Remember, even if the argument could be made that the El Paso Children’s Hospital is a non-profit operating with private funds (ignoring the building funds) they, in essence, used taxpayer monies to fund the due diligence process because UMC inured fees, Additionally, it has been agreed by both parties that EPHC owes UMC money.
Those are public funds.
What can Veronica Escobar do, will be the immediate retort?
Look at what happened to the board of trustees when the State of Texas stepped in to fix the serious problems at EPISD. They were dissolved and temporary managers were appointed and supervised by the state.
Veronica Escobar does not have the authority of the State of Texas but she does have access to certain governmental authorities that she can immediately muster to resolve the loss of taxpayer monies.
First she has the authority to have Jim Valenti come before the county commissioners and explain how it is possible that the due diligence process, that was allegedly “90%” complete, missed the signals that a bankruptcy was in the works.
Escobar has the authority, as not only the highest elected official involved in this fiasco, to file a criminal referral asking for law enforcement to initiate an investigation into possible perjury or fraud charges, but she also has a whole legal department that can look into all of the legal aspects of the issue at her disposal, because she is ultimately responsible to you for your money.
She has many tools at her disposal to demand answers and hold individuals accountable.
Yes, I know she and her supporters are going to argue that the legal process must run its course before they can get involved. The legal process is slow will be part of that argument.
Let’s go back to the home purchase example for a moment.
If it had been your house that was suddenly not worth as much as you thought it was what would be your first action? You would hire an attorney to demand answers. However, you would not even be given that opportunity because the bank would have already started using all of its options available to it to ensure that its loan would be guaranteed. You would have already received a demand letter from the bank telling you that you only have a few days to make up the shortfall in the value of the asset.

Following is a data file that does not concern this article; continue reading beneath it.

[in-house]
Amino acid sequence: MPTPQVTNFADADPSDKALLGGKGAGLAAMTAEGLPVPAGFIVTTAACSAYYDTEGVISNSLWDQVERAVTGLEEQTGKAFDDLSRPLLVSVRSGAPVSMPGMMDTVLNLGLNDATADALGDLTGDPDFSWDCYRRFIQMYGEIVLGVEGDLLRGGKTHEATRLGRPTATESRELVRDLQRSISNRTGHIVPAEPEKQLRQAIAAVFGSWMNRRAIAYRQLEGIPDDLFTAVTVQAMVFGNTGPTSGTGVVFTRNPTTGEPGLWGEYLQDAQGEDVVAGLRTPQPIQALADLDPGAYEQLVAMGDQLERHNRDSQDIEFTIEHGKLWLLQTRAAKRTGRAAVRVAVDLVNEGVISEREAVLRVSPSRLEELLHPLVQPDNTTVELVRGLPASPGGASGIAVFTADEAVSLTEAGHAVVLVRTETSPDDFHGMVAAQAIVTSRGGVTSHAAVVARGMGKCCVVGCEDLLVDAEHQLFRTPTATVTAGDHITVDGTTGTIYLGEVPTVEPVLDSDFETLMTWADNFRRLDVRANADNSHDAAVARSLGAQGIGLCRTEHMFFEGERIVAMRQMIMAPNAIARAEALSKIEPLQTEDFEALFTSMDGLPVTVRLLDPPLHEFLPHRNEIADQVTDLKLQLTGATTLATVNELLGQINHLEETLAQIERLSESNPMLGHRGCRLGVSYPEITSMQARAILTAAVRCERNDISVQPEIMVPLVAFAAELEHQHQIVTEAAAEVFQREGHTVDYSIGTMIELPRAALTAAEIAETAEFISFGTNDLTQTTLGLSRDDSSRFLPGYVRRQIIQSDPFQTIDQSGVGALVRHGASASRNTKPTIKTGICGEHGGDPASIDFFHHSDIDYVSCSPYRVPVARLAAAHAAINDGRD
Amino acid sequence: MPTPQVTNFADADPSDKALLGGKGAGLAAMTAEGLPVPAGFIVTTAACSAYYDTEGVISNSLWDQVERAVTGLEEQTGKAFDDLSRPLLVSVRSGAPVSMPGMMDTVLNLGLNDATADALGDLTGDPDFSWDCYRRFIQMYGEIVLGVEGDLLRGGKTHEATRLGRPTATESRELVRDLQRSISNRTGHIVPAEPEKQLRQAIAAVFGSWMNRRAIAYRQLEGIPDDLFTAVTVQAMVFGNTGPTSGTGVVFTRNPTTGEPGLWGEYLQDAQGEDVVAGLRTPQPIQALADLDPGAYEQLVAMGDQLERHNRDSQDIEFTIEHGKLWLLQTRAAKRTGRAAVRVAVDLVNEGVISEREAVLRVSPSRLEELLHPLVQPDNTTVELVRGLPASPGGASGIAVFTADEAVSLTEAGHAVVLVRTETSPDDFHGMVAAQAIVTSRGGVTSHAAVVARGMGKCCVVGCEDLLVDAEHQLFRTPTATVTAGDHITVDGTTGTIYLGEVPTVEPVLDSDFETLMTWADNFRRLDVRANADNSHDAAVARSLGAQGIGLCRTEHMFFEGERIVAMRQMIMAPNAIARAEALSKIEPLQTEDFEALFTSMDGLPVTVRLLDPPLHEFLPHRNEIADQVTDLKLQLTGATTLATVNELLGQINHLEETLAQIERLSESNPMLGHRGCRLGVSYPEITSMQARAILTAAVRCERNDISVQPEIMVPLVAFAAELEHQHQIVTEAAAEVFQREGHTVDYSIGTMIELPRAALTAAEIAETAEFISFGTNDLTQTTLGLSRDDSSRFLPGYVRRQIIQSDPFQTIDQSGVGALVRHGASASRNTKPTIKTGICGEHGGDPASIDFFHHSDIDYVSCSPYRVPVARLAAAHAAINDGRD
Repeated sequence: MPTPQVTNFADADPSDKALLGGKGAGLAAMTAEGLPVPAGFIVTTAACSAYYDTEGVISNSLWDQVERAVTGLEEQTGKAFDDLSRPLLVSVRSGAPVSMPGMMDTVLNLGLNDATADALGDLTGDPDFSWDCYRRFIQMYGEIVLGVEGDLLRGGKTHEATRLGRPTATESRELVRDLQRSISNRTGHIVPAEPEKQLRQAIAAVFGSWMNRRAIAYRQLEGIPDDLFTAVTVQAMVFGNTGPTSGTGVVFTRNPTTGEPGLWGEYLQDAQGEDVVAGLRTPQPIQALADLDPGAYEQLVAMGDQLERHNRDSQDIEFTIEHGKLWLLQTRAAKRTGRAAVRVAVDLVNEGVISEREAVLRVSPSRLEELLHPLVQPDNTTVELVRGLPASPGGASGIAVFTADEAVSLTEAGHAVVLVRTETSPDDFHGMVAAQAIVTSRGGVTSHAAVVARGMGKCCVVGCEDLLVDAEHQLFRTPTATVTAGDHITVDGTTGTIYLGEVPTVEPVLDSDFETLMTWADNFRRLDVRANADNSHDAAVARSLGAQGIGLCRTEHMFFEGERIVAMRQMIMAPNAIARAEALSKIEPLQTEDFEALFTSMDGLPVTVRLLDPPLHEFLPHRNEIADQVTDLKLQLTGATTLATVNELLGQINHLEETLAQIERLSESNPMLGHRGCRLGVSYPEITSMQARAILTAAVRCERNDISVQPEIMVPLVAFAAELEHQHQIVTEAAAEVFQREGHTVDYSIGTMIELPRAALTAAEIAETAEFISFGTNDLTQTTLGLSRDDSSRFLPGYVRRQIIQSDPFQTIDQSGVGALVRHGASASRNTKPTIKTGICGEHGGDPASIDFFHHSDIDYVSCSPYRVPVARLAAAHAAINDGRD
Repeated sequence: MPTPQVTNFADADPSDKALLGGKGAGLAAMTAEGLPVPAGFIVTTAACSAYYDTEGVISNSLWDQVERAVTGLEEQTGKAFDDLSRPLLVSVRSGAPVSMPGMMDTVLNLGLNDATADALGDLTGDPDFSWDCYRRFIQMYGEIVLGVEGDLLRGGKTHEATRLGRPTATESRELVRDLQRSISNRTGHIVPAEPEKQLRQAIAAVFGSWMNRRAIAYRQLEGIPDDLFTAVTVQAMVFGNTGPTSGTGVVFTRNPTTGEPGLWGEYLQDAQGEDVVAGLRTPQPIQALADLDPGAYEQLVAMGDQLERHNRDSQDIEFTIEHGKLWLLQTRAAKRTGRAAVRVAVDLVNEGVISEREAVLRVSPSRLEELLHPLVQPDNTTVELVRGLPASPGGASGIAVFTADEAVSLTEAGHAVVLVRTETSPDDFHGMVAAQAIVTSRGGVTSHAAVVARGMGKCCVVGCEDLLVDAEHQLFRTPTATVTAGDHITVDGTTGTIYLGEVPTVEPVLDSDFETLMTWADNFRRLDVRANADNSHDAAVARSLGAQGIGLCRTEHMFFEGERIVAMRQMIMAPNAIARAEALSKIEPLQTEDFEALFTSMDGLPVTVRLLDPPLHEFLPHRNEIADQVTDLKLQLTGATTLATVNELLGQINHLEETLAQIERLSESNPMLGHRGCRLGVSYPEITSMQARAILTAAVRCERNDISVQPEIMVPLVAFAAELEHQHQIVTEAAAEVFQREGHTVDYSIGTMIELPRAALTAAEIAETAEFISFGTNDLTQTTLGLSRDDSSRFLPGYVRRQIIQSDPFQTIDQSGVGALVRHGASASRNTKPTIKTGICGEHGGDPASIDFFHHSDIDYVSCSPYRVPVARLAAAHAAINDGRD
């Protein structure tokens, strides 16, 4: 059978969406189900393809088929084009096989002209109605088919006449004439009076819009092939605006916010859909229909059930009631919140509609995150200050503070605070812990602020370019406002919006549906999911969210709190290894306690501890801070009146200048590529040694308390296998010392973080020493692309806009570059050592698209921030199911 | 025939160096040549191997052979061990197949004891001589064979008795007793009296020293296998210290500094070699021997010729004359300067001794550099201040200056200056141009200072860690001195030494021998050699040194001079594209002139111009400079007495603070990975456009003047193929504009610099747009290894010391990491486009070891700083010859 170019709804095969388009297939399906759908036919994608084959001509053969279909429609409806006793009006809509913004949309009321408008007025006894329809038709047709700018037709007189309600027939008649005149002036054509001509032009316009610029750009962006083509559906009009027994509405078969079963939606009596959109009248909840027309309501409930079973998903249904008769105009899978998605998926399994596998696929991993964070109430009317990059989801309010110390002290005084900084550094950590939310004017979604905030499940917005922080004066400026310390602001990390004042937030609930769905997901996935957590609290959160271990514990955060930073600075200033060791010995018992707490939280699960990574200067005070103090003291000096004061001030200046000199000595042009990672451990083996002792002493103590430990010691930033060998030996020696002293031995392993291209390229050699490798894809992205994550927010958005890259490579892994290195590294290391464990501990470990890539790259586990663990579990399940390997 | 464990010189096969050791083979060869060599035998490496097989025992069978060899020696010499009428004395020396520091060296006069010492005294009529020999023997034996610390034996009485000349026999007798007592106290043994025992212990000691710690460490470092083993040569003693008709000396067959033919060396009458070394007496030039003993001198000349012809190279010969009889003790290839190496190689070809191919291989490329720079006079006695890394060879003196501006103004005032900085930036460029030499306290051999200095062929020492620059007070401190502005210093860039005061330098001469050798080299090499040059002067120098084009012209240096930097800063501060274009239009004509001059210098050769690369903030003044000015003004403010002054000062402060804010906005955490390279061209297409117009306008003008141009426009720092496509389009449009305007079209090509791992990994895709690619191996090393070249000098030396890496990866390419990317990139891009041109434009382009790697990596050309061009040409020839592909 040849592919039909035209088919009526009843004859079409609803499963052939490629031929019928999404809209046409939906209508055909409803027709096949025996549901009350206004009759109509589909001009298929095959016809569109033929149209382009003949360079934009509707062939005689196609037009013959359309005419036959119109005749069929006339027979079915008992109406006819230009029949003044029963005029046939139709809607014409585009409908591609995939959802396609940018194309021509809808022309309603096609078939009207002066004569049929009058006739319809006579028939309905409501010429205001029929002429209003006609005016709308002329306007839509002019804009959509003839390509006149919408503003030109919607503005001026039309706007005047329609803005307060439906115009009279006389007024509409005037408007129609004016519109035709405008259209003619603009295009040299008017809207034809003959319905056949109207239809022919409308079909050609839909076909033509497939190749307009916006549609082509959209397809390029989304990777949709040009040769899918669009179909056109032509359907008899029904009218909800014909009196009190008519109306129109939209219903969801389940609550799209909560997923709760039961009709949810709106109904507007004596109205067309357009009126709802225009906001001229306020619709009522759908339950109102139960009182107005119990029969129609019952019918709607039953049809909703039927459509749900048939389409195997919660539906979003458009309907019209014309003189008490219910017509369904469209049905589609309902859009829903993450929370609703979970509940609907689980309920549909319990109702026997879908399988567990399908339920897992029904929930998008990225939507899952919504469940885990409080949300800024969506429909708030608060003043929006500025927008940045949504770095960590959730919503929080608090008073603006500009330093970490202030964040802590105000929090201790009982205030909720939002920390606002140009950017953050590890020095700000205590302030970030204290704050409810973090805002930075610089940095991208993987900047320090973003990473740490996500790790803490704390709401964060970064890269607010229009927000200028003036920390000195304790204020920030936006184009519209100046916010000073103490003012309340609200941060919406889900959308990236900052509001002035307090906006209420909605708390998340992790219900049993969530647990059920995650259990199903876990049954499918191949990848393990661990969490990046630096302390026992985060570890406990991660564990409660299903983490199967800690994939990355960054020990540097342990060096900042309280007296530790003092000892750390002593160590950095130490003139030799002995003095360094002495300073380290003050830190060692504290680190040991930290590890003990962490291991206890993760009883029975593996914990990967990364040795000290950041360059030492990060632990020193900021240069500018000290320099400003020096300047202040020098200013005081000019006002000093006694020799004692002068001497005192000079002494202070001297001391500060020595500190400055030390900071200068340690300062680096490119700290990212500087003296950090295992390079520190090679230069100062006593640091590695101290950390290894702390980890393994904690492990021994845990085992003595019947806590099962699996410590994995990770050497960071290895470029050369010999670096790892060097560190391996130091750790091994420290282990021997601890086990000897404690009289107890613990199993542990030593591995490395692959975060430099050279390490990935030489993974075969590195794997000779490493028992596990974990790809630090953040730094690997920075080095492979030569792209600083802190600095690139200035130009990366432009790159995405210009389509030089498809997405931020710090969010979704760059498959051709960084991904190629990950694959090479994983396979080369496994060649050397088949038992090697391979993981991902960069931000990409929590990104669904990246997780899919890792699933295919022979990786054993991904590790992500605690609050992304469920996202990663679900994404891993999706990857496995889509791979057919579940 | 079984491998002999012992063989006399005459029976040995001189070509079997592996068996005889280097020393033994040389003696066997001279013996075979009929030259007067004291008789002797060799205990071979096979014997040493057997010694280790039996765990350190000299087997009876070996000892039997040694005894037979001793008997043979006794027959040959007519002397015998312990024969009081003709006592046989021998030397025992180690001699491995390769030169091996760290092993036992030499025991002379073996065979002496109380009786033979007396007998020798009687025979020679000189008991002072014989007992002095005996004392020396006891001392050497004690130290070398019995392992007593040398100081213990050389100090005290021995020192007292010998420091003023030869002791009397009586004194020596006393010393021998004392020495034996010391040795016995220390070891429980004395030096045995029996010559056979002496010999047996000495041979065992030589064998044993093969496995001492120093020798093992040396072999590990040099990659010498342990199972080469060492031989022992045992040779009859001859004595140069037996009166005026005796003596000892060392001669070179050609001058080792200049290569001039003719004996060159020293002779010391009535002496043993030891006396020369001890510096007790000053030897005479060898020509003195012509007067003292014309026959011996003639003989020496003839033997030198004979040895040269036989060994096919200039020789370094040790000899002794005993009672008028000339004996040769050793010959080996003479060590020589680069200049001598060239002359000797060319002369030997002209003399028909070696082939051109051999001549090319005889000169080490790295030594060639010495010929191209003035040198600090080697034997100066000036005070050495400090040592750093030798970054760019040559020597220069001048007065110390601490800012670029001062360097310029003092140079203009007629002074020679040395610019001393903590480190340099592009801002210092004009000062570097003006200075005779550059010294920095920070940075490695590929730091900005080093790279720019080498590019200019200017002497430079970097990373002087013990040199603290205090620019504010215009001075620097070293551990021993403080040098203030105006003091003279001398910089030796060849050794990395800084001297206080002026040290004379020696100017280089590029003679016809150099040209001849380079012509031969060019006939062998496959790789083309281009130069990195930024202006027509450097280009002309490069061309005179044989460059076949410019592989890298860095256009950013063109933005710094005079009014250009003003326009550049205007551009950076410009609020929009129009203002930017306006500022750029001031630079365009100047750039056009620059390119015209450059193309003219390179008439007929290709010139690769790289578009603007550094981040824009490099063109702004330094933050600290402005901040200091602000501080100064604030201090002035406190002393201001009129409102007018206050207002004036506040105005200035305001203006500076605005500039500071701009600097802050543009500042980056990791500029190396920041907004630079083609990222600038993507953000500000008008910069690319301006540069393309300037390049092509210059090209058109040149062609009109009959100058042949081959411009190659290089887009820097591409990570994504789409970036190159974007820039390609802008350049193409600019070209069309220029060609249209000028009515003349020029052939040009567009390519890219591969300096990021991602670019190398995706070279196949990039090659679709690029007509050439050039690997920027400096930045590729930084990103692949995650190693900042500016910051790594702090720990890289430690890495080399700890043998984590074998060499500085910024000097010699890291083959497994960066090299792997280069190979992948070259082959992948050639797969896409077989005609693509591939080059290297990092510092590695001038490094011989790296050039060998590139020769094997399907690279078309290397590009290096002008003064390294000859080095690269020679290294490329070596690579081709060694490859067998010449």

In essence, the bank has already taken steps to call your loan, in other words, make it immediately payable by you. You, in turn would be doing everything in your power to forestall losing your house.
Bringing it back to the El Paso Children’s Hospital fiasco, what has been Veronica Escobar’s response so far to this fiasco other than being “shocked?”
Nothing, other than to utter that it is “tragic.”
For all intents and purpose, if we are to believe her political rhetoric, the El Paso Children’s Hospital has perpetuated a fraud upon the taxpayers of El Paso by withholding the material fact that they were planning to file bankruptcy, after agreeing to a term sheet to be acquired indirectly by UMC.
Were they just using the due diligence process to buy time and avoid making payments before filing for bankruptcy protection? Did they lie to you, the taxpayer, and use your money to buy time before filing for bankruptcy?
As you can see, lying is the underlining factor in the discussion and it segues directly to Escobar’s responsibility.
Remember how everyone was telling the community that the due diligence was about 90% complete? This is according to Veronica Escobar who gave that statement to KVIA on May 11, 2015. [KVIA, “UMC, Children’s Hospital still working to finalize deal” Andrew Polk, May 11, 2105]
If the due diligence was, 90% complete how is it at all possible that no one noticed the pending bankruptcy filing outside of the governing board of EPCH. A bankruptcy filing is not something you type up overnight and walk over to the courthouse the next morning. It takes time and resources.
How is it that the due diligence did not notice the fact that El Paso Children’s Hospital was on the verge of filing bankruptcy?
Because someone is lying.
How incompetent can Jim Valenti’s team be that no one noticed the pending bankruptcy filing during the due diligence process?
Whether the El Paso Children’s Hospital lied or because Jim Valenti and his staff lied about how close they were to finishing the due diligence is immaterial because all of that goes back directly to Veronica Escobar who has the authority to get to the bottom of it all and so far her only reaction has been “it’s tragic.”
So many people are lying that the truth has been completely lost except for the simple fact that your money has been lost as well.